World

BRUSSELS, Belgium (Web Desk) – Yves Bogaerts, the Mechelen chief of police, personally intervened to stop information being entered into a national terrorism database that could have led to the capture of Paris terror suspect Salah Abdeslam in December, local media reported on Tuesday.

A former employee of the police department, a radicalization expert identified as “X,” tipped off the Mechelen police about a relative of Abdeslam who he feared had become radicalized. That relative was Abid Aberkan, who was hiding Abdeslam at his apartment in Rue des Quatre-Vents, Molenbeek.

r15But Bogaerts deemed the information “unreliable” and personally intervened to stop it from being entered into the national terrorism database, the Gazet van Antwerpen reports.

The paper quotes an unnamed colleague of the men, who claims Bogaerts did so because he “could not stand X.”

Bogaerts previously denied the Mechelen police had held back the information on purpose and claimed a member of his team had simply made a “mistake.”

“Unfortunately, a mistake has been made within my team,” Bogaerts said at a press conference in March. “(A) colleague … forgot to pass on the information of the dossier.”

“No information was deliberately withheld,” he added.

Abdeslam fled Paris after the November 2015 attacks and was arrested in Brussels four days before the March 22 Belgian bombings. His arrest followed a months-long manhunt by international security forces.

An independent police watchdog appointed by the Belgian federal parliament, known as Comité P, is investigating the Mechelen police department’s failure to pass on the tip about Abdeslam’s suspected hide-out for three months.

Police officers stand guard as an operation takes place in the Molenbeek district of Brussels on November 16, 2015. Belgian police launched a major new operation in the Brussels district of Molenbeek, where several suspects in the Paris attacks had previously lived, AFP journalists said. Armed police stood in front of a police van blocking a street in the run-down area of the capital while Belgian media said officers had surrounded a house. Belgian prosecutors had no immediate comment. AFP PHOTO / JOHN THYS (Photo credit should read JOHN THYS/AFP/Getty Images)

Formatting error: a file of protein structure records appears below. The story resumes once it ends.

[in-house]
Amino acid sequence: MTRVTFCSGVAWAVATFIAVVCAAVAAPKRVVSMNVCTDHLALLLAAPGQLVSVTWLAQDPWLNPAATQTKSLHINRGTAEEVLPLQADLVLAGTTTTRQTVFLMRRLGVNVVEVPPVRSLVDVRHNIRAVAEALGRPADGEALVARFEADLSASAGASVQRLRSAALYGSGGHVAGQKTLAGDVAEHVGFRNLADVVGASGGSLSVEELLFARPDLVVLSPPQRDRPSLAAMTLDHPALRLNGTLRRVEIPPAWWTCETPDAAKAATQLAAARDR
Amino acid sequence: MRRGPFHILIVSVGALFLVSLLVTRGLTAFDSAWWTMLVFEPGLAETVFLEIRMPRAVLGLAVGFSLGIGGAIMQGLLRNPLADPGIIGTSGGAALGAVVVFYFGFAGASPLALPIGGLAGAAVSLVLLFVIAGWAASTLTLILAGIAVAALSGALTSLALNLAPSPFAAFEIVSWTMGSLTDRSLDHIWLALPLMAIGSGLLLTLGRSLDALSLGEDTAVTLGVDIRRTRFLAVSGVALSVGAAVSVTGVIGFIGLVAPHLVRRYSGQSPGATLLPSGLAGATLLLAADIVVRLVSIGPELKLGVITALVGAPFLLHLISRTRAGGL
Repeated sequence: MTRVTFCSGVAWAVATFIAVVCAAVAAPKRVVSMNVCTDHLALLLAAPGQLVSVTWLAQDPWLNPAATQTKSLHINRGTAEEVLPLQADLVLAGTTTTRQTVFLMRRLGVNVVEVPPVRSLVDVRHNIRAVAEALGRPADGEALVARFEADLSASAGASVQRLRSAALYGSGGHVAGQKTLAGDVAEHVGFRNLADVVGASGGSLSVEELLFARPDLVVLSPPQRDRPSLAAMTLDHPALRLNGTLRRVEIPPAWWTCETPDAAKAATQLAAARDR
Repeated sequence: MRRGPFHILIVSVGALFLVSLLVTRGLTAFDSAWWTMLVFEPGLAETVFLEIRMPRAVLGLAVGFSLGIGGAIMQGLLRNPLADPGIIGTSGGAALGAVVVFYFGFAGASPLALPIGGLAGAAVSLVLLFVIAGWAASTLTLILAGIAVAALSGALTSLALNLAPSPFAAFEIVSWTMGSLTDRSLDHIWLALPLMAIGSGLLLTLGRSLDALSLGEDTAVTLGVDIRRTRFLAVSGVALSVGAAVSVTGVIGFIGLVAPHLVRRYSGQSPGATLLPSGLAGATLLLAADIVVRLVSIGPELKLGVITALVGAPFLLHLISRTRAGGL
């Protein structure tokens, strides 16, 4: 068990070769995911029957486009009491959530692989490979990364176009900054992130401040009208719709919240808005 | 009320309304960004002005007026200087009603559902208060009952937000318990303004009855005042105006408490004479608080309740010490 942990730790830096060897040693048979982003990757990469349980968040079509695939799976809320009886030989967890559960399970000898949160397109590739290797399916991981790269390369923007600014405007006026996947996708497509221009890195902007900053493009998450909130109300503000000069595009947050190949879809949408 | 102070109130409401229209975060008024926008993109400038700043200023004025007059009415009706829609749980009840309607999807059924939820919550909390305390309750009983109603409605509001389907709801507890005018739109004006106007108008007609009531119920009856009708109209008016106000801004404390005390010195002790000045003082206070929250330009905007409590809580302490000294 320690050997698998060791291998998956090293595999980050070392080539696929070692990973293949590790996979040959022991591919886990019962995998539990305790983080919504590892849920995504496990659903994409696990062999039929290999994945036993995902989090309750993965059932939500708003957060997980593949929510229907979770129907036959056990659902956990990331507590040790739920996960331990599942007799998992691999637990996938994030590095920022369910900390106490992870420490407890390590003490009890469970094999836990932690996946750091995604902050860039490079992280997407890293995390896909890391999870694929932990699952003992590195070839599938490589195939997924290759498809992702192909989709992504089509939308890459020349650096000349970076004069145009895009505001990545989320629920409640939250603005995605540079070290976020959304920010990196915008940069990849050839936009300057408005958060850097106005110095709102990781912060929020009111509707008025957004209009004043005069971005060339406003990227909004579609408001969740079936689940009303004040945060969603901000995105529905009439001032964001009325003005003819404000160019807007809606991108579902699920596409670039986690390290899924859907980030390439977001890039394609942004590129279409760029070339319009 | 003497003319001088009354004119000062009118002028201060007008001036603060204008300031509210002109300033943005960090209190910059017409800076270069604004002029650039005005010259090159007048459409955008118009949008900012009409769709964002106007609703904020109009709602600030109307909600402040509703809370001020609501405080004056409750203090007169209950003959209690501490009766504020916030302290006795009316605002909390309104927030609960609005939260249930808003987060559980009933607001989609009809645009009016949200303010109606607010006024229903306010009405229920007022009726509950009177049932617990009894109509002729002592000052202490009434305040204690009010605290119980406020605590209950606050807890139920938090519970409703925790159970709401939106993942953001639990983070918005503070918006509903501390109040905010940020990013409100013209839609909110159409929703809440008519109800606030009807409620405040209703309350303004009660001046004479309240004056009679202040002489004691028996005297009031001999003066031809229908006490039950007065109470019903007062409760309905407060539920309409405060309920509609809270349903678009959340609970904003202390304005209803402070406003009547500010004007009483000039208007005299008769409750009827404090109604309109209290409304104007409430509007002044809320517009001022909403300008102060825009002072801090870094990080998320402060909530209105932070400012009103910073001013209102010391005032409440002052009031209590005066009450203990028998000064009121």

The Paris attacks were a series of coordinated terrorist attacks carried out in Paris and its northern suburb, Saint-Denis. On 13 November 2015, three suicide bombers struck near the Stade de France in Saint-Denis, followed by suicide bombings and mass shootings at cafés, restaurants and a music venue in central Paris.

Read more: France declares emergency after 130 people killed in Paris terror attacks

The attackers killed 130 people, including 89 at the Bataclan theatre, where they took hostages before engaging in a stand-off with police. Another 368 people were injured, 80–99 seriously. Seven of the attackers also died while authorities continued the search for accomplices.

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The attacks were the deadliest on France since World War II, and the deadliest in the European Union since the Madrid train bombings in 2004.